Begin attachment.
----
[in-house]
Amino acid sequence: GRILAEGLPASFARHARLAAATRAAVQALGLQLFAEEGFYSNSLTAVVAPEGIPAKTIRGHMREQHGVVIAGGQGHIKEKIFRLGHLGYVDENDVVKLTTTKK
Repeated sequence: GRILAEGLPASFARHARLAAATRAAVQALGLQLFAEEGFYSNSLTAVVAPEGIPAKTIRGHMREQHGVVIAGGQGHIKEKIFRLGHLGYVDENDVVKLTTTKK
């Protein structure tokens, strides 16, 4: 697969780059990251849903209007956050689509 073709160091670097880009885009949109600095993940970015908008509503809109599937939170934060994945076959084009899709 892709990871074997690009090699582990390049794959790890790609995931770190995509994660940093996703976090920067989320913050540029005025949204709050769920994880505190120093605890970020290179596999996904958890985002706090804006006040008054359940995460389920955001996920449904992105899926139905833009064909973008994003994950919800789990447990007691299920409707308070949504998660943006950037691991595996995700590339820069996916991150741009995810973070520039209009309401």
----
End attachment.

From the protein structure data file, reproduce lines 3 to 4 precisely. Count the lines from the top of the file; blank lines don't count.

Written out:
Repeated sequence: GRILAEGLPASFARHARLAAATRAAVQALGLQLFAEEGFYSNSLTAVVAPEGIPAKTIRGHMREQHGVVIAGGQGHIKEKIFRLGHLGYVDENDVVKLTTTKK
């Protein structure tokens, strides 16, 4: 697969780059990251849903209007956050689509 073709160091670097880009885009949109600095993940970015908008509503809109599937939170934060994945076959084009899709 892709990871074997690009090699582990390049794959790890790609995931770190995509994660940093996703976090920067989320913050540029005025949204709050769920994880505190120093605890970020290179596999996904958890985002706090804006006040008054359940995460389920955001996920449904992105899926139905833009064909973008994003994950919800789990447990007691299920409707308070949504998660943006950037691991595996995700590339820069996916991150741009995810973070520039209009309401």